Mount Caburn and Firle Beacon are two high points on the ancient downland east of the River Ouse, facing each other over the picturesque villages of Firle and Glynde. This is a fairly long route, and an early start is recommended.
Chapel Hill in the East Sussex town of Lewes ©Getty
From the front exit of Lewes railway station, turn right, walk uphill (Station Street) then turn right down the High Street to Cliffe High Street, passing Harveys Brewery. Bill’s Produce Store makes an excellent place to stop for breakfast. Continue along Cliffe High Street, then up Chapel Hill, taking the footpath on the right just before the golf club.
Contour the hillside, then veer right, dropping into the frosty valley bottom and passing some cattle troughs on your left. Cross a stile and ascend to the ridge, then turn right to Mount Caburn (150m), an Iron Age hill fort whose inner rampart dates from about 400 BC. It is now thought that the original purpose of the site may have been sacred rather than defensive. Mount Caburn is a National Nature Reserve and Special Area of Conservation and has lovely views out over the River Ouse and southeast to Firle Beacon. Many of the archaeological finds are in the Barbican House Museum, Lewes Castle.
Lewes Castle ©Getty
Head back to the main trail, turn right and descend to the village of Glynde, famous for its opera season. Turn left then right, following the road south past the railway station, then cross over the A27 and keep ahead on the minor road. Turn left onto the track to Preston Court Farm, then left again onto a path, passing Preston House. Cross the road diagonally and enter the grounds of Firle Place, a 15th century manor. Follow the footpath off to the right into the village of Firle, where you’ll find an excellent pub – The Ram, with excellent food and, according to tradition, its own resident ghost.
Mount Caburn on a windy day ©Getty
Continue south along the road from the pub, passing the attractive St Peter’s church before gaining a farm track which soon veers left. Continue along this, then take a track on the right which leads uphill past Firle Plantation, then the path which climbs steeply up onto Firle Beacon. Turn left along the ridge to the trig point (217m), from where there are extensive views south to the Channel. This is a favourite spot for paragliding. Legend says it was the Firle Beacon giant who slew the giant on nearby Wilmington Hill – whose fallen body is marked by the famous Long Man.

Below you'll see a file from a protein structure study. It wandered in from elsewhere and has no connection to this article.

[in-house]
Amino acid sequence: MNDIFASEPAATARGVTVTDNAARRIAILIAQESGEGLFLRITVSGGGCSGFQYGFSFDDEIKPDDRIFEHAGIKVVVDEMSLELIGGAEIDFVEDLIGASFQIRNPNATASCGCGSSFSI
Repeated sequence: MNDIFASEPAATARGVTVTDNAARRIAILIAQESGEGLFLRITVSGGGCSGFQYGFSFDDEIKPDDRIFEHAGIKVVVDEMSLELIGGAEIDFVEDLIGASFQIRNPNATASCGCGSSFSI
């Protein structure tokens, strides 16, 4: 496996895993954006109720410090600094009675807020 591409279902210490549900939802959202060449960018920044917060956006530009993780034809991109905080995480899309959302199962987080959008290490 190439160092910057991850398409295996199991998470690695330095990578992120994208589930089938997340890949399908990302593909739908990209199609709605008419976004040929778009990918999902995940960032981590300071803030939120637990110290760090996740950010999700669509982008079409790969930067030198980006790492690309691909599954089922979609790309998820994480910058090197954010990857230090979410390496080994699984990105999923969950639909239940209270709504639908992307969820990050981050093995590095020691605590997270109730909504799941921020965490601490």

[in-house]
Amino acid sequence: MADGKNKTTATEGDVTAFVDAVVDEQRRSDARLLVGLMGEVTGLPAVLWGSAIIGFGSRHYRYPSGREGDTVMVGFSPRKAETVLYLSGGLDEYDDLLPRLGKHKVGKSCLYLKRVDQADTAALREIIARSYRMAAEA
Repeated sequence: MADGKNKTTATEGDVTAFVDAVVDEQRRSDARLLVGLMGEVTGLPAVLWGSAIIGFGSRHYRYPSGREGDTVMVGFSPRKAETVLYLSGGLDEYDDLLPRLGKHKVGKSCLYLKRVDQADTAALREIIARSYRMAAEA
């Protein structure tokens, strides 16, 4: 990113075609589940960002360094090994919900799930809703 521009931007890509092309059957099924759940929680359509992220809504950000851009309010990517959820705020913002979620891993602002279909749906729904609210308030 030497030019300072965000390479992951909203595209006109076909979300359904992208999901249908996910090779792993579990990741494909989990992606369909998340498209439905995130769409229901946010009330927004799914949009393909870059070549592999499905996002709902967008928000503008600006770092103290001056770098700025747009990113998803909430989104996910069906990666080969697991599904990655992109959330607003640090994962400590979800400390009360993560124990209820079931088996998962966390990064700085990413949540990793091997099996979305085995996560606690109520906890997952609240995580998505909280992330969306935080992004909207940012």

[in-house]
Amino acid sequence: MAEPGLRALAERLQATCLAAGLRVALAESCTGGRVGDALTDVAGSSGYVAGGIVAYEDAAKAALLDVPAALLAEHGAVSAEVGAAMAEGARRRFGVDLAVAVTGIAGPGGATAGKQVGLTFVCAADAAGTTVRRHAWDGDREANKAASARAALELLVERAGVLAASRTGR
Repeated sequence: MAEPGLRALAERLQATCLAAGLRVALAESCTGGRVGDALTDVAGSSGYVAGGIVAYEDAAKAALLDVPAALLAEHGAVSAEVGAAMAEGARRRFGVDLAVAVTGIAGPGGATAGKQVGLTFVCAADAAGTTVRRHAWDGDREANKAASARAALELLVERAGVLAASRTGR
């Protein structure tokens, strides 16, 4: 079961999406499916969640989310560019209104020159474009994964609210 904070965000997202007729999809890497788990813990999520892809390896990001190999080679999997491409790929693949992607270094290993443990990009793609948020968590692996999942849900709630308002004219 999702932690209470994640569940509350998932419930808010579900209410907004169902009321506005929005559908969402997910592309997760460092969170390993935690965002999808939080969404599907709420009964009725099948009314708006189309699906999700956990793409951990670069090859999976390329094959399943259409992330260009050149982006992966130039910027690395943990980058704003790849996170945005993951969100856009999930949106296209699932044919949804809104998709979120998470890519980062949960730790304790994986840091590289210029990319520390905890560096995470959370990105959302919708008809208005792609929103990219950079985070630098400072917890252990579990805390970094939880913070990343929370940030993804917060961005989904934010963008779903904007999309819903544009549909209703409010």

South Down saunter
Turn back (west) along the spine of Firle Beacon, now following the South Downs Way passing a car park, radio antenna and a number of tumuli, then down towards Southease. Follow the main track to avoid soil erosion. Southease station lies just across the A26, and for those not continuing to Rodmell, there are trains from here back to Lewes.
The river Ouse near the Sussex town of Lewes ©Getty
Continue straight ahead, over the River Ouse, then up to the main road. Turn right (watch out for traffic) and follow this north to the village of Rodmell, then turn right down the road to the Monk’s House
, former home of Virginia Woolf (only open April–October).
Either walk back to Southease station for trains to Lewes, or call a taxi back to Lewes.
Click on the map below for an interactive version of the route.
Moderate ascent/descent for Mount Caburn and Firle Beacon, good clear paths, some road walking around Glynde and Rodmell.
How to get there
By car: Lewes is on the A27. Take the A23 and M23 from London, followed by the A27; take the A27 from Worthing or Polegate.
By public transport: Southern Railways run regular direct services to Lewes from London Victoria (1hr 5mins), Newhaven (11mins) and Eastbourne (22mins).
From Rodmell there are hourly trains to Lewes (8mins), or a taxi (6am-midnight) will cost around £10. 01273 483232
Bill’s Produce Store
56 Cliffe High Street, Lewes BN7 2AN
billsproducestore.co.uk Open Mon-Sat 8am-5pm
Lewes Tourist Information Centre
187 High Street, Lewes BN7 2DE
Main image ©Getty